Kickstarter Custom Luxury Playing Card Deck Market 2014-2020, Part 1

Well, instead of writing about my various decks of cards, or posting more of them on eBay (check them out) in hopes of being less card-poor (I’m fine, I just want to sell some extras πŸ˜‚) I thought I would poke around and see if I could understand a bit more about this Kickstarter Custom Luxury Playing Card Deck phenomenon.

Initial Findings: this market grew 40% in 2020.

Some of the cards in question. Go ahead and judge me by my books.

I found an amazing resource: the Webrobots Kickstarter archive which goes back to 2016. I have done an OK job of understanding the campaigns I’ve backed, but that’s only about 60. And it turns out that there are a LOT more than that — which I’ve been super curious about. So I downloaded just one of their JSON files, from mid November in this year, and got to work.

I’m not a data scientist, but I’m also not particularly shy about jumping in and taking a look. With a little bit of python and some know how (read: googling), I massaged the file, simplified a lot of the data (timestamps were in unix format lulz) and flattened it (embedded objects, who needs them) and then brought it into a Google sheet. Which you are welcome to look at.

And then I decided I would do a quick pivot table, to summarize everything by year. The market itself has been growing quite nicely, including about 40%, from $6.2m in 2019 to $8.7m, in 2020. NO WONDER I HAVEN’T BEEN ABLE TO KEEP UP with all the beautiful decks.

Why?

Well, one possibility is the data is wrong. I’m super early on this, so: maybe.

Another possibility is that KS has turned into more of a marketplace for custom playing card decks, and less of a crowdfunding site, and so it’s just where you go.

Still another idea is that with everyone bored in 2020, and many people unemployed, this is a good gig for people who YES PLEASE would like to make a little cash. Good for them.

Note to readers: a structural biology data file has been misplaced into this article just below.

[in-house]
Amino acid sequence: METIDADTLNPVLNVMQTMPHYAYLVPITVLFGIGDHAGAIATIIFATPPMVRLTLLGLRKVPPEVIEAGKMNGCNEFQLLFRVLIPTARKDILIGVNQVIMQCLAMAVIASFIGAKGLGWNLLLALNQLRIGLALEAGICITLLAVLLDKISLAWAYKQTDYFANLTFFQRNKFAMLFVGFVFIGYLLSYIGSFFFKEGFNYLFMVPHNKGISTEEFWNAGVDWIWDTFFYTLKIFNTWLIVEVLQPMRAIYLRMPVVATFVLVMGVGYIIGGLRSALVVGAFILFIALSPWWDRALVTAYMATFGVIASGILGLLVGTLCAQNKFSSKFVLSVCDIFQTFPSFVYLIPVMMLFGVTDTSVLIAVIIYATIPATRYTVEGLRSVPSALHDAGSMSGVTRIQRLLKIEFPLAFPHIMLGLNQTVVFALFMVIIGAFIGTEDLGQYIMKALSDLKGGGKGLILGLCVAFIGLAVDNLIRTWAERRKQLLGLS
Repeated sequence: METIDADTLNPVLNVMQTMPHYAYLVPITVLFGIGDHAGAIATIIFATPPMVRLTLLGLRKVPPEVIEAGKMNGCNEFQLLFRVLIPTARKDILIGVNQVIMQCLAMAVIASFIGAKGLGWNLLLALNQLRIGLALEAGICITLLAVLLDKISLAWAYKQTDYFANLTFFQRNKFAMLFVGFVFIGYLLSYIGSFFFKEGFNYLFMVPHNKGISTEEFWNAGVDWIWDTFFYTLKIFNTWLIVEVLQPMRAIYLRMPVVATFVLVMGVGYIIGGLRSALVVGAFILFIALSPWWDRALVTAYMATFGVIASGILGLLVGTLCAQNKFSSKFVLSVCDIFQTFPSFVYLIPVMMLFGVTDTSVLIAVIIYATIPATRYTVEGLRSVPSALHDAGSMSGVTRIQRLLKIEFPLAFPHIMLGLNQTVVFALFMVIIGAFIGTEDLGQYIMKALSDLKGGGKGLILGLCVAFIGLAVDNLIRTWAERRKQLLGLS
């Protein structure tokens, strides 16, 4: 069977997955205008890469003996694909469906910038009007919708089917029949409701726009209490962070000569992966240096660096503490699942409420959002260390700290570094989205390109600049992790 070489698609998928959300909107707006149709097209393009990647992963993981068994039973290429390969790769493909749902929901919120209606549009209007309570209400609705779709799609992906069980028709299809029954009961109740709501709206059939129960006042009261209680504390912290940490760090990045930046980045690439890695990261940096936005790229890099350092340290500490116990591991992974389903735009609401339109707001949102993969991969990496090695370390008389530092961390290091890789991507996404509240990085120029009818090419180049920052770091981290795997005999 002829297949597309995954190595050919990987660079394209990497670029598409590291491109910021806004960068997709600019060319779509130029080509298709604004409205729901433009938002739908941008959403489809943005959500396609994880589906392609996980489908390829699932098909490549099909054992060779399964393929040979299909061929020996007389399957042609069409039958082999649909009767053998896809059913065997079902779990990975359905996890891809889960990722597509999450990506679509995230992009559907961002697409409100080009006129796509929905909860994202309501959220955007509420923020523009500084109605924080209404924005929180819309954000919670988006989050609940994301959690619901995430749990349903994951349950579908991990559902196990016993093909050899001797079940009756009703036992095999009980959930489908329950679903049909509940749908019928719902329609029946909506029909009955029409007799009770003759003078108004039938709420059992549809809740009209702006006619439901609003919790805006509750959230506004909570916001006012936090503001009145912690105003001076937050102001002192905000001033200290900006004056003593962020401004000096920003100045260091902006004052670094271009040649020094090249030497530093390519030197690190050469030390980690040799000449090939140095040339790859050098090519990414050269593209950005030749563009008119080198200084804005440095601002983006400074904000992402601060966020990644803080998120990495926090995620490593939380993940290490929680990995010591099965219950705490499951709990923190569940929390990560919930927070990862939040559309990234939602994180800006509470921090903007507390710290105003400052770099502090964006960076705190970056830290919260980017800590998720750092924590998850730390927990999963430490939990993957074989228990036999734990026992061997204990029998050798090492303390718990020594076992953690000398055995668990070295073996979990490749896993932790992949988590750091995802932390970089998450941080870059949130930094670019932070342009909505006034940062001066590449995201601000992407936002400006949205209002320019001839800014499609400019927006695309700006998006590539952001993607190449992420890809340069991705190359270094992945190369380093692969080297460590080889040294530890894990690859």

Now some notes on the data:

The webcrawler data appears to insert some duplicates, I don’t know why, but I’ve attempted to remove those. Also they make it clear that they only return what KS gives them — so the data may be incomplete.

I’m using the “Playing Cards” category, and while I’ve filtered out anything with “Tarot” in the name, I have not scrubbed the rest of the data and we all know there are some non-custom playing card deck items in there.

There’s a remarkably small number of failed projects in this data, so I consider that data unreliable.

Anyway, fun to look at the data this way. What I’d like to do is get to an aggregate view of how supporters pledge per deck — see some of my analysis here — and really what I should do is stop buying bricks of decks.

Side note: more than 10,000 people supported a Name of the Wind art deck to the tune of $630,300. Apparently it’s a whole series of popular books. You can buy the popular 4 deck set for $168 on eBay — 3,653 backers paid $50 for this back in 2017. $630k. Wow.

Happy Saturday!

One thought on “Kickstarter Custom Luxury Playing Card Deck Market 2014-2020, Part 1

Leave a Reply

Fill in your details below or click an icon to log in:

WordPress.com Logo

You are commenting using your WordPress.com account. Log Out /  Change )

Google photo

You are commenting using your Google account. Log Out /  Change )

Twitter picture

You are commenting using your Twitter account. Log Out /  Change )

Facebook photo

You are commenting using your Facebook account. Log Out /  Change )

Connecting to %s